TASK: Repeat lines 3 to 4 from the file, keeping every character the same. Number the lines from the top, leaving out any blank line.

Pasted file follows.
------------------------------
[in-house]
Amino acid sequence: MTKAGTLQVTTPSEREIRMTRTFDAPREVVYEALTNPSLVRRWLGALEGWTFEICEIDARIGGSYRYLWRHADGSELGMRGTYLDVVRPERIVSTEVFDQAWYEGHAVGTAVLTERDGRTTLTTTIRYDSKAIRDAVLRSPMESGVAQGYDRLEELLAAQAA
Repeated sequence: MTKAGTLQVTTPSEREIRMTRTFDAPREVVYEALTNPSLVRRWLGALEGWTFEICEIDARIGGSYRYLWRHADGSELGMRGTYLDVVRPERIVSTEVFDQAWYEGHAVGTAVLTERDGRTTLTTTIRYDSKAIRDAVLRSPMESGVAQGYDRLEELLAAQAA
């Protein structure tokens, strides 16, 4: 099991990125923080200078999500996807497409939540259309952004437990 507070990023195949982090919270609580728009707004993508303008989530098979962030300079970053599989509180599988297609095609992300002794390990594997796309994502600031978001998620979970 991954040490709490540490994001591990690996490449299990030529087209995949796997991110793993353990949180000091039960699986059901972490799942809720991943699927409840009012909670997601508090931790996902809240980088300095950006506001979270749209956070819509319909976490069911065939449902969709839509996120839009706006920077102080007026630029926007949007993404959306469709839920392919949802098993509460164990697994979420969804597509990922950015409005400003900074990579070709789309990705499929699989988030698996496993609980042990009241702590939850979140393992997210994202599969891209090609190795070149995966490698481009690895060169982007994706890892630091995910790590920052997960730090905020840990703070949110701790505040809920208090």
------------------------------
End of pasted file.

Repeated sequence: MTKAGTLQVTTPSEREIRMTRTFDAPREVVYEALTNPSLVRRWLGALEGWTFEICEIDARIGGSYRYLWRHADGSELGMRGTYLDVVRPERIVSTEVFDQAWYEGHAVGTAVLTERDGRTTLTTTIRYDSKAIRDAVLRSPMESGVAQGYDRLEELLAAQAA
């Protein structure tokens, strides 16, 4: 099991990125923080200078999500996807497409939540259309952004437990 507070990023195949982090919270609580728009707004993508303008989530098979962030300079970053599989509180599988297609095609992300002794390990594997796309994502600031978001998620979970 991954040490709490540490994001591990690996490449299990030529087209995949796997991110793993353990949180000091039960699986059901972490799942809720991943699927409840009012909670997601508090931790996902809240980088300095950006506001979270749209956070819509319909976490069911065939449902969709839509996120839009706006920077102080007026630029926007949007993404959306469709839920392919949802098993509460164990697994979420969804597509990922950015409005400003900074990579070709789309990705499929699989988030698996496993609980042990009241702590939850979140393992997210994202599969891209090609190795070149995966490698481009690895060169982007994706890892630091995910790590920052997960730090905020840990703070949110701790505040809920208090």